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Medics train for real-world events

By Staff Sgt. Kevin Iinuma | 59th Medical Wing Public Affairs | Dec. 4, 2018

JOINT BASE SAN ANTONIO-Lackland, Texas —

More than 125 Airmen from the 59th Medical Wing at Wilford Hall Ambulatory Surgical Center at Joint Base San Antonio-Lackland took part in a mass casualty exercise Nov. 28, 2018.

Personnel in the readiness office announced a simulated code orange, a hazardous material incident near the hospital, advising all personnel to avoid the area. Once the announcement was made, Airmen, who were put on nearly a dozen response teams, took immediate action.

 

“The exercise began as a mass casualty accident, where a bus was traveling with individuals in it, turned at a high speed and hit an insecticide tanker,” said Manuel Mateo, 59th Medical Wing inspection general exercise planner.

 

The scenario involved wing personnel treating approximately 30 “patients” with a variety of simulated injuries.

 

“One of the objectives [of this exercise] was to make sure ‘contaminated patients’ who wandered over to the WHASC, could not gain access into the facility,” Mateo said. “The second was to ensure the field response team established a medical treatment area for immediate personnel at the scene.”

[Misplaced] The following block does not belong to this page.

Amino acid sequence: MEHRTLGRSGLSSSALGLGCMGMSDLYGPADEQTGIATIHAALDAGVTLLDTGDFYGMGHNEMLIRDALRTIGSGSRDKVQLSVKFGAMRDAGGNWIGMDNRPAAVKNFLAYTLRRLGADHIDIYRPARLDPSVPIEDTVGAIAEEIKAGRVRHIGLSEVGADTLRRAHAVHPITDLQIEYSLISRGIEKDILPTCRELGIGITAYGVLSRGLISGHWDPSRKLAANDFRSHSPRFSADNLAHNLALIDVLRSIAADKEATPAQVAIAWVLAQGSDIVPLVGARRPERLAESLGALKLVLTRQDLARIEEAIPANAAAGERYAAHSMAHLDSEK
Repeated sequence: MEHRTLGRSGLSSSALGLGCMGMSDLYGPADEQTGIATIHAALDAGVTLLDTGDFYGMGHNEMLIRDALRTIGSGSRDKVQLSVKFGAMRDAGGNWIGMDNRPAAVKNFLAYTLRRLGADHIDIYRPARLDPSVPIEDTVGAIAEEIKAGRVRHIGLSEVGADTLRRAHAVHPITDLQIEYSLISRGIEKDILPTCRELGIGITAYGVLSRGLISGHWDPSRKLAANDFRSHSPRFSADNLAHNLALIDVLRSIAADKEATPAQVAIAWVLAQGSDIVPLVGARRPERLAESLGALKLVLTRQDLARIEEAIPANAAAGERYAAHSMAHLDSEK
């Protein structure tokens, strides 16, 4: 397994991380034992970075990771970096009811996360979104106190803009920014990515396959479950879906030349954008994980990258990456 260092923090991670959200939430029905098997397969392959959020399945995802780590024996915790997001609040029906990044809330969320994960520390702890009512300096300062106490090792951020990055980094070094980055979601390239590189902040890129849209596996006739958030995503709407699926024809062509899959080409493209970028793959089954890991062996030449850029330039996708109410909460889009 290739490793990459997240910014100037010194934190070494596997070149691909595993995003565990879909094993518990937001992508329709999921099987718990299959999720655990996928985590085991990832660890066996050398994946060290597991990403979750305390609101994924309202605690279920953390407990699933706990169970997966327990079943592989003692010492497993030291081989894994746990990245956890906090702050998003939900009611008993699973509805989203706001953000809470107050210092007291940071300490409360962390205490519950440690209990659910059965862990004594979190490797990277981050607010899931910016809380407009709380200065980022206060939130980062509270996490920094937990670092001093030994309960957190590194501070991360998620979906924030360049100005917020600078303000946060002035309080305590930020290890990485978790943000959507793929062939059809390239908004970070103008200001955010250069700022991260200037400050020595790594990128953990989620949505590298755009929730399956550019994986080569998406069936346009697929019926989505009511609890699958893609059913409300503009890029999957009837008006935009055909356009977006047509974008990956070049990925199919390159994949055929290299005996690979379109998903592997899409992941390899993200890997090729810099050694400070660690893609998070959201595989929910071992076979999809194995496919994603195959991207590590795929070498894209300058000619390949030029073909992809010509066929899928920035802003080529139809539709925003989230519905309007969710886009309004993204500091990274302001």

Security teams went into action as the notice went out over the intercom system. They were in place to prevent the “contaminated” role players from entering the facility and to help inform patients and staff of the “danger”.

 

In the field, teams treated “crash victims” with their injuries assisting them to a decontamination station where additional personnel could prepare them for triage.

 

“We try to make these exercises as realistic as possible,” Mateo said. “It tests our clinical and field response teams, as well as their communication efficiency between wing personnel and the medical control center.”

 

The wing frequently conducts training exercises on the last Wednesday of every month, ensuring Airmen are ready to respond to a variety of scenarios.

 

“When we look at the continuous process improvement, the reason we do exercises is not to go out and say you did badly. There are always good things that come out of exercises,” Mateo said. “We do these so we can improve on the processes we have and to ensure we are getting better every time we do it. That’s the overall goal.”